Aidan slowly reached for the cup and saucer that lay about a foot away from him on his left, well within the field of vision provided by his remaining eye. He wasn’t sure of the exact distance any more, not since the last month.
Just as his left hand was about to close around the teacup’s handle, or at least looked like it was,he felt it again. Not the cold, wet sensation of water dripping, nor the tap of somebody trying to get his attention in a most unwise manner, but…
I hate the night. Nothing good comes out of it. Brigands, wolves, bears, you name it. There’s a reason nobody back in the foothills of my homeland goes out at night unless they need to. And it’s not the local vampires; they’ll extract a price for it, but they’ll at least guide a farmer home safely.
Down here in the Sydfjords, worse things come out of it.
I will not tell where I was born – let the fact that it was a surface village of the League be enough. As a citizen of the League, I sat through the endless classes on being a good citizen. We were taught that everyone must pull their weight in the League for the common good. To Leave No Feartollán Behind. I went to Mass like everyone else. I attended the Civil Defence training sessions, even as my parents struggled to pay the levies and tithes to support the militias. I planned to become a nurse.
None of it made the slightest difference. One of Connacht Trading’s security guardsmen accused me of being a thief and a Fomorian sympathiser, and everybody I knew turned a blind eye as he removed me from my home without a trial. Just like that.
Just like the station, the inside of the house was far brighter and warmer than the outside. The walls were a shade of white that, while plain, complemented the warm orange glow of the oil lamps. To her right, a narrow and slightly crooked staircase ran up to the next floor, disappearing underneath a grey shaft of light from a window or skylight. The opposite side of the corridor led down to a pair of doors, one of which was ajar and emitted a warm, vaguely fishy smell.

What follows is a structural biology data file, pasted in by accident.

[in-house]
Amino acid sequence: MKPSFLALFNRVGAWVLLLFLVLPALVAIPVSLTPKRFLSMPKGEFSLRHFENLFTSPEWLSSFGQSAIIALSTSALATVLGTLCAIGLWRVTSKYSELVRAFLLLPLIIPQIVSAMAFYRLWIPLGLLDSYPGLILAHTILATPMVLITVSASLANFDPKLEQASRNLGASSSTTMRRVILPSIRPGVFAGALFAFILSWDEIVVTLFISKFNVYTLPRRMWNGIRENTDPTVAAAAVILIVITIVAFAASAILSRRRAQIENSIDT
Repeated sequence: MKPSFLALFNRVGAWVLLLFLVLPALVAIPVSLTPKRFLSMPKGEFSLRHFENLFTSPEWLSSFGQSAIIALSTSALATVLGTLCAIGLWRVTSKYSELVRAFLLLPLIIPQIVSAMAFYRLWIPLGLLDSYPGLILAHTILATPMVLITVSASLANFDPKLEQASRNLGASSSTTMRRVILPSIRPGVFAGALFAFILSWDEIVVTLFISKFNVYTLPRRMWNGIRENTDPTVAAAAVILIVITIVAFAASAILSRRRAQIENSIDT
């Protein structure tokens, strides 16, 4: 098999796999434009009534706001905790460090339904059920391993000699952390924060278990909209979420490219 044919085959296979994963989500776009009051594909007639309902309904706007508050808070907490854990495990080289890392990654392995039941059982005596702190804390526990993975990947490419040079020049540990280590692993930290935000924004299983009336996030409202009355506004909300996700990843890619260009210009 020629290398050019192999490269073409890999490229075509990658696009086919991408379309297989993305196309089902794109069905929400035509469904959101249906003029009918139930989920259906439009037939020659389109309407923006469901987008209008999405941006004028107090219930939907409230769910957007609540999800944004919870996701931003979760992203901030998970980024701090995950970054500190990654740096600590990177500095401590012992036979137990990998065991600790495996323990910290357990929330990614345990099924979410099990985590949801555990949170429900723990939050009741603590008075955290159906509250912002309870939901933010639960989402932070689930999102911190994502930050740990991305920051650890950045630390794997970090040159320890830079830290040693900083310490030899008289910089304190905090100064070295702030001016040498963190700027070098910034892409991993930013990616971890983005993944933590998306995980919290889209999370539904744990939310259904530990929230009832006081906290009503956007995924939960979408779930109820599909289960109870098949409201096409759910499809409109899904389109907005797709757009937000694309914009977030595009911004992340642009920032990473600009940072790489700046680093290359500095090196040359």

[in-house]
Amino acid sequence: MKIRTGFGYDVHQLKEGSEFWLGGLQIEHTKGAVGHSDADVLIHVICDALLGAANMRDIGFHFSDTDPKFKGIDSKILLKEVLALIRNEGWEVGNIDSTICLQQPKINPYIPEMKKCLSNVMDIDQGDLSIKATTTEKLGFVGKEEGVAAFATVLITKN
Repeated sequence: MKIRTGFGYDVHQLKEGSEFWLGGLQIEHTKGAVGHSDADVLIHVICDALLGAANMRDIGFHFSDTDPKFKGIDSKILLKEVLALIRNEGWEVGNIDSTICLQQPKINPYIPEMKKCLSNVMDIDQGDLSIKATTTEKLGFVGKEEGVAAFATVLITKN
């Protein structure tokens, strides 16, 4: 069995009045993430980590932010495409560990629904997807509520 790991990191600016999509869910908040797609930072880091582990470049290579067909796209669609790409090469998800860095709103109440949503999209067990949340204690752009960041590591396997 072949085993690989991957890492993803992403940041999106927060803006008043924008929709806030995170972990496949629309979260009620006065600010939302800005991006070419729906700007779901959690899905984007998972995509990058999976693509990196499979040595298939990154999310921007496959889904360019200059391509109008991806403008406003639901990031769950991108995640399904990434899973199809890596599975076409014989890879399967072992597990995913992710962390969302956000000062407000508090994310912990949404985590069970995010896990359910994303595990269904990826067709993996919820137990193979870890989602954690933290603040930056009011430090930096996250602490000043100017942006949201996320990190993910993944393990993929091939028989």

None of that mattered right now. Tara’s attention was taken up entirely by the large and extremely hairy dog trotting down the stairs with far more speed than the thick, corded hair in front of its eyes should have permitted. It must have been a dog, for it bore the general four-legged shape of one, and the deep bark that emanated from underneath the white corded hair reminded her of a boarhound that one of her father’s business partners owned. But the sheer size of it put her on edge; that thing’s shoulders were just a few centimetres below her elbows, even before it reared up and planted it’s paws on von Clief’s shoulders!
Above is the cover for my next collection, focussing on the containment efforts around the Connacht Disaster Zone and other countries’ efforts to exploit it. I haven’t settled on the release date yet, but as usual, it will be available from BuyMeACoffee (pay what you want).
The view from the train window did not appeal to Tara. Grim, grey rocks sandwiched between a grey sea and sky. Squat stone sheds, warehouses and factories lined the far side of the harbour. Behind them, faded red huts or shacks that looked as though they could barely hold up to a stiff breeze lined the walls of the canyon – the fjord, she reminded herself. And above it all was the smell of fish and salt.
As the train slowed to a halt next to the main station building, her impressions of the town did not improve any further. The exposed wooden platform had long since lost any colour to the elements, and the faded white paint of the station looked like somebody had simply given up on maintaining it. About two thirds of the station windows had been shuttered, and the rest were too grimy to be fit for purpose.
She wrinkled her nose when she climbed down from the carriage as the smell of fish grew even more potent. Behind her, Seema remarked that it smelled like somebody had been painting with fish guts. But there was no time to comment on this, for the wind pierced their clothes as they left the shelter of the train and walked the five metres to the station doors. She could have sworn that a haphazard pile of crates creaked ominously as she passed it.
“Fresh fruit pies! Fruit pies, fresh from the oven!”
“Try this cheese and taste-”
“Tinland Station! All passengers-”
“Readallaboutit! Archmage’s Council deadlocked-”
“-looking to travel to the Sydfjords-”
“Sausage rolls, three for a taler! Grab ‘em while they’re hot!”
“-should embark from Platform Three!”
“This way, Tara. Platform Three, please,” Rose called, threading her way past a gaggle of vendors while effortlessly waving for a porter to handle their luggage. Tara followed, starting to feel slightly overwhelmed at the cacophony of noise and choking vapours that permeated the station.